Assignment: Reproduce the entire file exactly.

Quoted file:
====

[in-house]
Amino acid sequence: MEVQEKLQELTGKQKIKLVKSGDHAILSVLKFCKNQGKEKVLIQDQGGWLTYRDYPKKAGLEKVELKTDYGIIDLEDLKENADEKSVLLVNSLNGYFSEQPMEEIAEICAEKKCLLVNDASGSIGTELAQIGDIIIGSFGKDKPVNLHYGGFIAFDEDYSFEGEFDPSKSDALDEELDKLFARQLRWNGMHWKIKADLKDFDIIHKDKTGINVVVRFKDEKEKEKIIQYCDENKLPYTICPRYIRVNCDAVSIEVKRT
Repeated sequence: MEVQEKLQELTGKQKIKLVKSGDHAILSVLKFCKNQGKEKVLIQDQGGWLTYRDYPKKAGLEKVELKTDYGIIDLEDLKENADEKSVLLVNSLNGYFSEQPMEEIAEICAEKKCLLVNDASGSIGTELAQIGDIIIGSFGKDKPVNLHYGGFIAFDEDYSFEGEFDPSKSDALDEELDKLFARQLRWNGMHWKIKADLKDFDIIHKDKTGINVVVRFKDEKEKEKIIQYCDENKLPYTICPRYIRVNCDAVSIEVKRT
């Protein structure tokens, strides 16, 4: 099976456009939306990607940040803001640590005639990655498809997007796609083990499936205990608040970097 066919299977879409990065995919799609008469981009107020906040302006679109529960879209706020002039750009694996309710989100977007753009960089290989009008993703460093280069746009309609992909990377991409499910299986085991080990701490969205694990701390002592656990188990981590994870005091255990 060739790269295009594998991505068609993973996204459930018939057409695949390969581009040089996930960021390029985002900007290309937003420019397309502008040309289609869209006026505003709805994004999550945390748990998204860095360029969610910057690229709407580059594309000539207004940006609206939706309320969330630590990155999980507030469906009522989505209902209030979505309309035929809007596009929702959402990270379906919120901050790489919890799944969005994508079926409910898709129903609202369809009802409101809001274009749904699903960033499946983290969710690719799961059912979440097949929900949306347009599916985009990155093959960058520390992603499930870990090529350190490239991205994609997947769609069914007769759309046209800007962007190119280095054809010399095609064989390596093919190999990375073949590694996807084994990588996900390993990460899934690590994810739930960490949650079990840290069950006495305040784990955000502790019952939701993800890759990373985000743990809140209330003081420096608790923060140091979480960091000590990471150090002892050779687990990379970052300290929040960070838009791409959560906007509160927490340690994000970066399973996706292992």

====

[in-house]
Amino acid sequence: MEVQEKLQELTGKQKIKLVKSGDHAILSVLKFCKNQGKEKVLIQDQGGWLTYRDYPKKAGLEKVELKTDYGIIDLEDLKENADEKSVLLVNSLNGYFSEQPMEEIAEICAEKKCLLVNDASGSIGTELAQIGDIIIGSFGKDKPVNLHYGGFIAFDEDYSFEGEFDPSKSDALDEELDKLFARQLRWNGMHWKIKADLKDFDIIHKDKTGINVVVRFKDEKEKEKIIQYCDENKLPYTICPRYIRVNCDAVSIEVKRT
Repeated sequence: MEVQEKLQELTGKQKIKLVKSGDHAILSVLKFCKNQGKEKVLIQDQGGWLTYRDYPKKAGLEKVELKTDYGIIDLEDLKENADEKSVLLVNSLNGYFSEQPMEEIAEICAEKKCLLVNDASGSIGTELAQIGDIIIGSFGKDKPVNLHYGGFIAFDEDYSFEGEFDPSKSDALDEELDKLFARQLRWNGMHWKIKADLKDFDIIHKDKTGINVVVRFKDEKEKEKIIQYCDENKLPYTICPRYIRVNCDAVSIEVKRT
């Protein structure tokens, strides 16, 4: 099976456009939306990607940040803001640590005639990655498809997007796609083990499936205990608040970097 066919299977879409990065995919799609008469981009107020906040302006679109529960879209706020002039750009694996309710989100977007753009960089290989009008993703460093280069746009309609992909990377991409499910299986085991080990701490969205694990701390002592656990188990981590994870005091255990 060739790269295009594998991505068609993973996204459930018939057409695949390969581009040089996930960021390029985002900007290309937003420019397309502008040309289609869209006026505003709805994004999550945390748990998204860095360029969610910057690229709407580059594309000539207004940006609206939706309320969330630590990155999980507030469906009522989505209902209030979505309309035929809007596009929702959402990270379906919120901050790489919890799944969005994508079926409910898709129903609202369809009802409101809001274009749904699903960033499946983290969710690719799961059912979440097949929900949306347009599916985009990155093959960058520390992603499930870990090529350190490239991205994609997947769609069914007769759309046209800007962007190119280095054809010399095609064989390596093919190999990375073949590694996807084994990588996900390993990460899934690590994810739930960490949650079990840290069950006495305040784990955000502790019952939701993800890759990373985000743990809140209330003081420096608790923060140091979480960091000590990471150090002892050779687990990379970052300290929040960070838009791409959560906007509160927490340690994000970066399973996706292992």